After 14 hours of stealthy marching by compass and the stars, Hogan's men contacted friendly infantry. Their story was flashed around the world in a matter of hours.
Hogan, the lean Texas tanker who drove through the first Belgian offensive with a flag of the lone star state flying from his command vehicle, came in last – grinning to hide the hurt and the memory of those dead and wounded men he had left behind in Marcouray.
"Bud" Nelsen never mentioned being ordered to destroy his own tank nor leaving behind the dead, wounded and a hand-full of medical volunteers to face the wrath of the Nazis. Not the kind of thing one would like to tell his children and grandchildren.. I fully understand, but I also feel that considering what was happening and the orders given, there was no choice and I might never have known him if he hadn't.
Not long after crossing the Rhine River, my grandfather's best friend Clifford was killed by enemy fire right in front of him. The photograph of my gramps you see on this page was taken by Cliff… my grandfather through Cliff's eyes.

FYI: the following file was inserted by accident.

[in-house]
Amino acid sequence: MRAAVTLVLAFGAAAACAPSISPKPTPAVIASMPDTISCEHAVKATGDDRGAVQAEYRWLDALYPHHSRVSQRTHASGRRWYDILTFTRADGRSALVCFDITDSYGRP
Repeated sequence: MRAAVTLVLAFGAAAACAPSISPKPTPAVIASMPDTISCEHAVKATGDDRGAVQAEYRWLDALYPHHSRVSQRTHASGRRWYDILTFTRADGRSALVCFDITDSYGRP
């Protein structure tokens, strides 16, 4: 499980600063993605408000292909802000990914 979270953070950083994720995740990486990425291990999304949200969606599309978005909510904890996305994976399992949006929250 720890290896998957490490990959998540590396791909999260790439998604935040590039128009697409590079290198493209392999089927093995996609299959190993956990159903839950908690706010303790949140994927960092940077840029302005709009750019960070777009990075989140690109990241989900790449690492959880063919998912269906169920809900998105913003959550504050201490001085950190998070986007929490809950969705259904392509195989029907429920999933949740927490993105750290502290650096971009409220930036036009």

Periodically on Christmas nights, my grandmother would lean over to him and ask "Remember where you was ** years ago this night?", "Bud" only responded to that question twice that I remember and it was short and bitter-sweet.. "Freezing my ass off…" or "Hold up in a barn…"
I owe a special dept of gratitude to Mr. Matt Kaufman who has loaned us this book "Spearhead In The West", and inadvertently reintroduced my grandfather to me.
My "gramps" left this world on 4 April 1990, taking with him what he thought was his most embarrassing and painful secret. I wish I could tell him that he and all of Hogan's men are heros. I miss him very much.
Jim "Jimbo" Moran
Former WWII Web Manager
Association of 3d Armored Division Veterans